Pork Commentary

Jim Long, President-CEO Genesus Inc.

Oct. 17, 2016

Observations on Russia and China


The current hog price in Russia is 111 rubles per kilogram or $0.80 USD/lb liveweight. Profits per head should be $60 USD.

Russia is on a quest to be self-sufficient in pork. They also wish to begin exporting to China large volumes of pork.

To maximise the exportation of pork, African Swine Fever Disease (ASF) must be stopped. There are still ASF outbreaks happening with some large scale operations. When this happens, all pigs are killed. The Russian government announced recently their desire to eliminate the disease. This is a difficult and challenging job which could lead to strict rules on how pigs are raised, meaning backyard pigs could eventually be eliminated. Backyard pigs are still a major contributor to Russian pork production tonnage.  Their elimination through government imposed pig raising rules could delay Russia’s timeline to self-sufficiency.

We believe that there is currently an estimated 450,000 new sow spaces being built or seriously contemplated in Russia. These are privately being done by te largest producers.

The cost of establishing pig production is expensive in Russia. There is no contracting of production. Consequently, all facilities are built by the producers, including swine inventory, all swine buildings, feed mills, and even packing plants. This takes a lot of capital. Our estimate of this cost is $13,000 per sow (ie. 50,000 sows equals $650 million USD). This is a huge investment that only large enterprises can undertake to acquire the necessary capital.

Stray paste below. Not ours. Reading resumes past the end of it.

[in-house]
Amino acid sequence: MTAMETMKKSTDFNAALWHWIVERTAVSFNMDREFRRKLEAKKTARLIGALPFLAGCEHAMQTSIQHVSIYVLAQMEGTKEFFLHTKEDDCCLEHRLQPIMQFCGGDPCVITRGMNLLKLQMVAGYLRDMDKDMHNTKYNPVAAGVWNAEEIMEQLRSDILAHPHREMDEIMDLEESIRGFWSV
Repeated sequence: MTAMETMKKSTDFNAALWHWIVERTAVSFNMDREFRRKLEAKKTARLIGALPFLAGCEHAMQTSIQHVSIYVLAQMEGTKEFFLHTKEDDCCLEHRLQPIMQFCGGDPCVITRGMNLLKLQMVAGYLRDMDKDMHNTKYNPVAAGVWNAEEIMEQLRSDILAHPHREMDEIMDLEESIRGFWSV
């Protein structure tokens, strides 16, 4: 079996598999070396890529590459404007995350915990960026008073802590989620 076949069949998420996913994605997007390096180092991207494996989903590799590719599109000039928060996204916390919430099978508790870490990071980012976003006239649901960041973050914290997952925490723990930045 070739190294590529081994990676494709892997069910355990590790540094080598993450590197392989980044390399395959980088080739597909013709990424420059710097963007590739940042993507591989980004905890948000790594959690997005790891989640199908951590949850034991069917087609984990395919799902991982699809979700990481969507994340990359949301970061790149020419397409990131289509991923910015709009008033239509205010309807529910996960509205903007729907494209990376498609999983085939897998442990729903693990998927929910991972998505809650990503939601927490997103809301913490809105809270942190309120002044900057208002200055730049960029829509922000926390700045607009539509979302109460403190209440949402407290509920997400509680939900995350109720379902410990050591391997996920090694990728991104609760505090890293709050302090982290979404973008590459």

The Russian pork industry has benefited recently from the sanctions that have kept European and North American pork from being imported. The main source of Russian imported pork is Brazil, which has sent 159,300 tons to Russia from January – August (up 4% year to date).

Russian swine producers are currently benefitting from plentiful feed availability due to Russia having its largest grain harvest on record.


The swine industry has gained much in technical and business acumen over the last ten years. It is now a sophisticated and knowledgeable industry. New packing capacity of approximately 6 million hogs a year is either under construction or in the works.

We see Russia continuing to expand. Most of the production will end up in the hands of a few companies. Profitability always increases production and Russia continues to be profitable. The large amounts of capital needed due to no contract production slows down expansion.

Our take home message to our North American and European readers: Don’t build a business plan on sending pigs or pork to Russia. Russia will look after itself.


China has enjoyed very profitable prices for the past year. The current hog price is 17.94 CNY/kg liveweight or $1.31 USD/lb liveweight. Most producers should be making $100 USD per head. Recently, it was as high as $150 USD per head. All these high prices are due to the liquidation of the Chinese sow herd resulting from the financial losses of up to $80 per head 2-3 years ago. There is a hog cycle in China too!  

Other Observations

Liquidation of sow herd was not only triggered by financial losses, but from the migration of rural people to urban areas. It is estimated that 20 million rural Chinese are moving to cities yearly, the largest migration in the history of the world. Many migrants had small farms. They had small farms and they had pigs, and when they go to the city, they go out of pig production forever.

In China, there is expansion. When we see a list of potential expansions by major producers, it amounts to 44.5 million hogs. That’s almost half of U.S. production.